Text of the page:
As influential as Lewin’s model of change is, some critics have argued that the model is too rigid and assumes change occurs in static steps. It is argued that Lewin’s theory lacks the flexibility required to fit with the chaotic process of change (Longo 2011). In relation to my proposed change, Lewin’s theory fails to..

Similarly, Williams et al. (2002) argue that whilst Lewin’s model of change is useful in conceptualising how to bring about change, it fails to explore how what causes individuals to accept or resist change.

Similarly to Lewin (1951), Beckhard and Harris’ (1987) change model provide a useful analogy of what motivates individuals to change. They argue that for change to happen, the forces of change must outweigh the perceived costs of change (in terms of emotions, energy financial costs etc). Beckhard and Harris suggest that to successfully implement change, individuals need to be convinced that the present is problematic; individuals need to perceive desirable vision of the future and that there is a means of achieving it (Williams et al. 2002). Although this model is valuable to understanding how to manage planned change, similarly to Lewin’s (1951) theory, Beckhard and Harris (1987) also assume that that there is a logical, linear process to achieving change. Burke (2002) argues that in practice, planned change occurs in a spiral fashion rather in a linear line as suggested by both Lewin and Beckhard and Harris. According to Deutsch et al. (2006) there are many unintended and unanticipated consequences which may affect and be affected by planned, change efforts and neither of the change theories discussed above explore this in depth.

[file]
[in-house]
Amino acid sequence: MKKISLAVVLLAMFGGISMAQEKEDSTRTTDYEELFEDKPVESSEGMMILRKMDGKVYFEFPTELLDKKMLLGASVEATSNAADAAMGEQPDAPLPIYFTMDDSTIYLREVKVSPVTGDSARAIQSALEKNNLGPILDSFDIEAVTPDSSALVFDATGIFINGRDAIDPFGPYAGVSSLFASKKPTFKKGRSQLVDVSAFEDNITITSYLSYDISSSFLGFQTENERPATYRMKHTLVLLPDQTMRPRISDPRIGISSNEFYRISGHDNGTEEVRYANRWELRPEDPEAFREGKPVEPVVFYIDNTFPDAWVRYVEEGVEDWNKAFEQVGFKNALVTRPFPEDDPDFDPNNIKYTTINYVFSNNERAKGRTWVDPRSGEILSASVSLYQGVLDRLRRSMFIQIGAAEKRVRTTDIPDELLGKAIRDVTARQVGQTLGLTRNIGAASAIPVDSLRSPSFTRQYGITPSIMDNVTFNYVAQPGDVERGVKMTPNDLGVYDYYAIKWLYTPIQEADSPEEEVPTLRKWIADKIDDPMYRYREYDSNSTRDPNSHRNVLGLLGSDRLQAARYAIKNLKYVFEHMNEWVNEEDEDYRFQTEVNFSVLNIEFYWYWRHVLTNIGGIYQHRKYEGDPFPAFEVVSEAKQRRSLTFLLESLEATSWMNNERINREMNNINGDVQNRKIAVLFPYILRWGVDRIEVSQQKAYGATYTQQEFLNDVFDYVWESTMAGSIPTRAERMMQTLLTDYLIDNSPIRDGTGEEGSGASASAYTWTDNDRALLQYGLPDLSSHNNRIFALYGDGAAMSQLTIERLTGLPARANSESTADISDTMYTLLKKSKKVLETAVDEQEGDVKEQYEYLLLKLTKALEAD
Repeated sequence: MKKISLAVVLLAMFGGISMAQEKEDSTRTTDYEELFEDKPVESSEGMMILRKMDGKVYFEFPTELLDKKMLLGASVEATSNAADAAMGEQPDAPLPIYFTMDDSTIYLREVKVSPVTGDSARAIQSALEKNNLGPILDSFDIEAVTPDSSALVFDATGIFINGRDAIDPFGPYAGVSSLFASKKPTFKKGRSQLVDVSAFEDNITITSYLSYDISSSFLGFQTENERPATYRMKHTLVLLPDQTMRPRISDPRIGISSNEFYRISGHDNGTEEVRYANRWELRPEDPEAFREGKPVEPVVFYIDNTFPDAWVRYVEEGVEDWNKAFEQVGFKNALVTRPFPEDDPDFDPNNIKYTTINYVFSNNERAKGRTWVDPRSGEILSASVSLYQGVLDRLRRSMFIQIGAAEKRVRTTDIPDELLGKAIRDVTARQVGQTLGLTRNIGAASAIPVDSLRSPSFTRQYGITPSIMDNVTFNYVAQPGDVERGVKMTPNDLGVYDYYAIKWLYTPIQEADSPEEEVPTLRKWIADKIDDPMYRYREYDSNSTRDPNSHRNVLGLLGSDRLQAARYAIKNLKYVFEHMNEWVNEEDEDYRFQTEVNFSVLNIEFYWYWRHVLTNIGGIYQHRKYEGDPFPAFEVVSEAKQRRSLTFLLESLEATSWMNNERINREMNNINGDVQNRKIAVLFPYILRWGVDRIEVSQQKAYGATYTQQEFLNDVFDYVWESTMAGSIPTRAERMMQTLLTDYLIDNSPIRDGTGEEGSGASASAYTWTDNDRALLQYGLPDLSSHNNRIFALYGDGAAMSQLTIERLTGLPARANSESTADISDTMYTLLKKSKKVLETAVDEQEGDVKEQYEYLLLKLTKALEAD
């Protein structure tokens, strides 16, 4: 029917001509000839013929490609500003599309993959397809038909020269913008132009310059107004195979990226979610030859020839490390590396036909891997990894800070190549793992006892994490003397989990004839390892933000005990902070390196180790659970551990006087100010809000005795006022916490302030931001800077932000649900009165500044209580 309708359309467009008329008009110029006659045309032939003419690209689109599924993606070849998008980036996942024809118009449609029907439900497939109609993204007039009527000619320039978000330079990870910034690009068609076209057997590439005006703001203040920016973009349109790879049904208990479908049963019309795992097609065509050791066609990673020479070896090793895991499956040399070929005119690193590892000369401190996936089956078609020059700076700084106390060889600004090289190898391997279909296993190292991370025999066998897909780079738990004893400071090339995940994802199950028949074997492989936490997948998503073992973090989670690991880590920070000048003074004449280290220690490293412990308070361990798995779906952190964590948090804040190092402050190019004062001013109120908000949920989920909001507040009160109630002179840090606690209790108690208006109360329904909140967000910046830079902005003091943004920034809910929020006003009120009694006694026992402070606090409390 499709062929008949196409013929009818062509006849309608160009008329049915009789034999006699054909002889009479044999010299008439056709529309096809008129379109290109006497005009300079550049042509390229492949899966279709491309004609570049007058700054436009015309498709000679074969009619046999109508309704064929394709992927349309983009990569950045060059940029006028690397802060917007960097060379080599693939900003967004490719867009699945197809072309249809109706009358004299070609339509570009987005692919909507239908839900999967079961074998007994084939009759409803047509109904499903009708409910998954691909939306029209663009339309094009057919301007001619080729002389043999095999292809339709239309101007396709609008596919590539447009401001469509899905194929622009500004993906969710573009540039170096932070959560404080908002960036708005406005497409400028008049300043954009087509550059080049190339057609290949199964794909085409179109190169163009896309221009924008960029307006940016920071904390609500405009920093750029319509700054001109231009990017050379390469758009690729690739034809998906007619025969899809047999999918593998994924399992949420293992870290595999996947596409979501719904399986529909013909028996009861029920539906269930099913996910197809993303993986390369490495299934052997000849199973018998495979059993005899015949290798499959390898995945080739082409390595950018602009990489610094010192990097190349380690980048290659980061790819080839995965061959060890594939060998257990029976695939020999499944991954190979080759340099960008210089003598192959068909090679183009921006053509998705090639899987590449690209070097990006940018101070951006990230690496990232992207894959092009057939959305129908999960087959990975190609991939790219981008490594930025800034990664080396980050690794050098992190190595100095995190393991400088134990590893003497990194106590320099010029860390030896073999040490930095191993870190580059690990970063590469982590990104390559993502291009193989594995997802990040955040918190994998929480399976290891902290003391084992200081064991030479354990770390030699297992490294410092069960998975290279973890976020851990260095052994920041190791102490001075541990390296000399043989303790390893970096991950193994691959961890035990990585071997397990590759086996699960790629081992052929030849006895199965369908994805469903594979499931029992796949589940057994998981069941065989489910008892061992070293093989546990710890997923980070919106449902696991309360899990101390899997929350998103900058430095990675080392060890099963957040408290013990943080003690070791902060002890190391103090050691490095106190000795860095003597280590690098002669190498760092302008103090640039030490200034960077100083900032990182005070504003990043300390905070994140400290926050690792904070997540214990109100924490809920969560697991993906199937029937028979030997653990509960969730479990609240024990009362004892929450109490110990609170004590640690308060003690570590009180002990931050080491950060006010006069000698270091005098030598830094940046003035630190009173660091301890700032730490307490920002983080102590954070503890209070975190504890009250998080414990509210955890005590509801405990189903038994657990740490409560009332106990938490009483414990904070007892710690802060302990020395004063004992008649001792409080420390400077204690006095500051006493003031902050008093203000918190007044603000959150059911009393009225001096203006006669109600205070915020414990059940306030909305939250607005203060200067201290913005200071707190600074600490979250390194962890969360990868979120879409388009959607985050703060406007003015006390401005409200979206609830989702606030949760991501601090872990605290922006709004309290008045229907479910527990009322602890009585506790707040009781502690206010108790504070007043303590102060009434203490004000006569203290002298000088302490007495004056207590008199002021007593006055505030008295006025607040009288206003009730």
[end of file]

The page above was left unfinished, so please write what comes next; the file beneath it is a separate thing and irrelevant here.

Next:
Whilst a change in current policy of how initial and core assessment are being completed may appear irrational, a recommendation for such change was recently proposed by Eileen Munro in ‘The Munro Review of Child Protection’ (Munro 2011). The Secretary of State for Education granted eight local authorities (Hackney, Knowsley, Cumbria, Kensington and Chelsea, Hammersmith and Fulham, Wandsworth and Islington) between March and September 2011 permission to carry out flexible assessment practices. Although a vast majority of social workers and managers were in favour of the single frame assessment form and findings from the pilot study reported that flexibility of assessment timescales improved practice and quality of assessments (Munro and Lushey 2012), this proposal has yet to be implemented nationally. This recommendation is good example of some of the challenges implementing change. As simply put by Chaudry et al. (1994) “a good idea that is very difficult to implement is, after all not that good an idea”.

In conclusion, this essay has highlighted some of the potential benefits of developing a single assessment form which replaces current initial and core assessments and the associated fixed timescales for their completion when completing assessments children. Whilst this essay acknowledges that implementation of the proposal does not necessarily guarantee improvement in the quality of assessments produced by social workers or the amount of direct work completed with children and families, it is felt this flexibility in timescale will enhance social work practice with children (Munro 2011). Importance of supporting social workers via training and adequate supervision was also acknowledged in ensuring completed assessments are of good standard. As well has exploring the influence of national and European policy agenda on the proposed change, the essay also critically analysed how the proposal could be implemented drawing on Lewin’s (1991) model of change.